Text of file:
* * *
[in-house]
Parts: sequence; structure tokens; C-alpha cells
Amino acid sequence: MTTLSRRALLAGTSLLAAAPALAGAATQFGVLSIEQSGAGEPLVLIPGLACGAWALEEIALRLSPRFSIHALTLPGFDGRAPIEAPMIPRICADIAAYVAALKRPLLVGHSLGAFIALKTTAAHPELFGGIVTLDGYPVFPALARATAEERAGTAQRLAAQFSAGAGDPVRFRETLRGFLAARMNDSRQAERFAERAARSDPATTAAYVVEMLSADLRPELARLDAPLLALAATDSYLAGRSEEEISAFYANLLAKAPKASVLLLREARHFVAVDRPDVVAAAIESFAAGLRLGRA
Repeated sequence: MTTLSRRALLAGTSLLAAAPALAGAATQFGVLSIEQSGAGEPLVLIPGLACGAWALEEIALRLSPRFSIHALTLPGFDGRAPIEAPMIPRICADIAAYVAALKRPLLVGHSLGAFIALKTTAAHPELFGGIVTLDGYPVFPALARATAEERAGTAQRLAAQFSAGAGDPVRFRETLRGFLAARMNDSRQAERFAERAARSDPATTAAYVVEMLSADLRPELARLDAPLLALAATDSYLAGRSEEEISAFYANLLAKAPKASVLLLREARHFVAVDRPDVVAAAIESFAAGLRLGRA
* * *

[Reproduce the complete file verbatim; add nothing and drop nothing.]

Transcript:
[in-house]
Parts: sequence; structure tokens; C-alpha cells
Amino acid sequence: MTTLSRRALLAGTSLLAAAPALAGAATQFGVLSIEQSGAGEPLVLIPGLACGAWALEEIALRLSPRFSIHALTLPGFDGRAPIEAPMIPRICADIAAYVAALKRPLLVGHSLGAFIALKTTAAHPELFGGIVTLDGYPVFPALARATAEERAGTAQRLAAQFSAGAGDPVRFRETLRGFLAARMNDSRQAERFAERAARSDPATTAAYVVEMLSADLRPELARLDAPLLALAATDSYLAGRSEEEISAFYANLLAKAPKASVLLLREARHFVAVDRPDVVAAAIESFAAGLRLGRA
Repeated sequence: MTTLSRRALLAGTSLLAAAPALAGAATQFGVLSIEQSGAGEPLVLIPGLACGAWALEEIALRLSPRFSIHALTLPGFDGRAPIEAPMIPRICADIAAYVAALKRPLLVGHSLGAFIALKTTAAHPELFGGIVTLDGYPVFPALARATAEERAGTAQRLAAQFSAGAGDPVRFRETLRGFLAARMNDSRQAERFAERAARSDPATTAAYVVEMLSADLRPELARLDAPLLALAATDSYLAGRSEEEISAFYANLLAKAPKASVLLLREARHFVAVDRPDVVAAAIESFAAGLRLGRA